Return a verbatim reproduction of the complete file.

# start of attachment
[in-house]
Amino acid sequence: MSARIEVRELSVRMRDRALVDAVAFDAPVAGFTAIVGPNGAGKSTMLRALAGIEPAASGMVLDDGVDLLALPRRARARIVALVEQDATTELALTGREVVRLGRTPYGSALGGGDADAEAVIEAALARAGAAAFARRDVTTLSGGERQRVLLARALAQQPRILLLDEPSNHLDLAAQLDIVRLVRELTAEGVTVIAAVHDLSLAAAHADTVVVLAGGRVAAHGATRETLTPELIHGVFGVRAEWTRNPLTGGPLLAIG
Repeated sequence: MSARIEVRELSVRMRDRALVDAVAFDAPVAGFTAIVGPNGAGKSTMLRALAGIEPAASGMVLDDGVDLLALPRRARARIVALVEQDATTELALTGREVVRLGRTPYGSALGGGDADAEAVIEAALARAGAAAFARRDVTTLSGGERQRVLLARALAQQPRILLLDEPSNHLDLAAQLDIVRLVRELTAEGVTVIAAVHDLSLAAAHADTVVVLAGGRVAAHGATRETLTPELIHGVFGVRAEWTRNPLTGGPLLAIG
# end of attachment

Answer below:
[in-house]
Amino acid sequence: MSARIEVRELSVRMRDRALVDAVAFDAPVAGFTAIVGPNGAGKSTMLRALAGIEPAASGMVLDDGVDLLALPRRARARIVALVEQDATTELALTGREVVRLGRTPYGSALGGGDADAEAVIEAALARAGAAAFARRDVTTLSGGERQRVLLARALAQQPRILLLDEPSNHLDLAAQLDIVRLVRELTAEGVTVIAAVHDLSLAAAHADTVVVLAGGRVAAHGATRETLTPELIHGVFGVRAEWTRNPLTGGPLLAIG
Repeated sequence: MSARIEVRELSVRMRDRALVDAVAFDAPVAGFTAIVGPNGAGKSTMLRALAGIEPAASGMVLDDGVDLLALPRRARARIVALVEQDATTELALTGREVVRLGRTPYGSALGGGDADAEAVIEAALARAGAAAFARRDVTTLSGGERQRVLLARALAQQPRILLLDEPSNHLDLAAQLDIVRLVRELTAEGVTVIAAVHDLSLAAAHADTVVVLAGGRVAAHGATRETLTPELIHGVFGVRAEWTRNPLTGGPLLAIG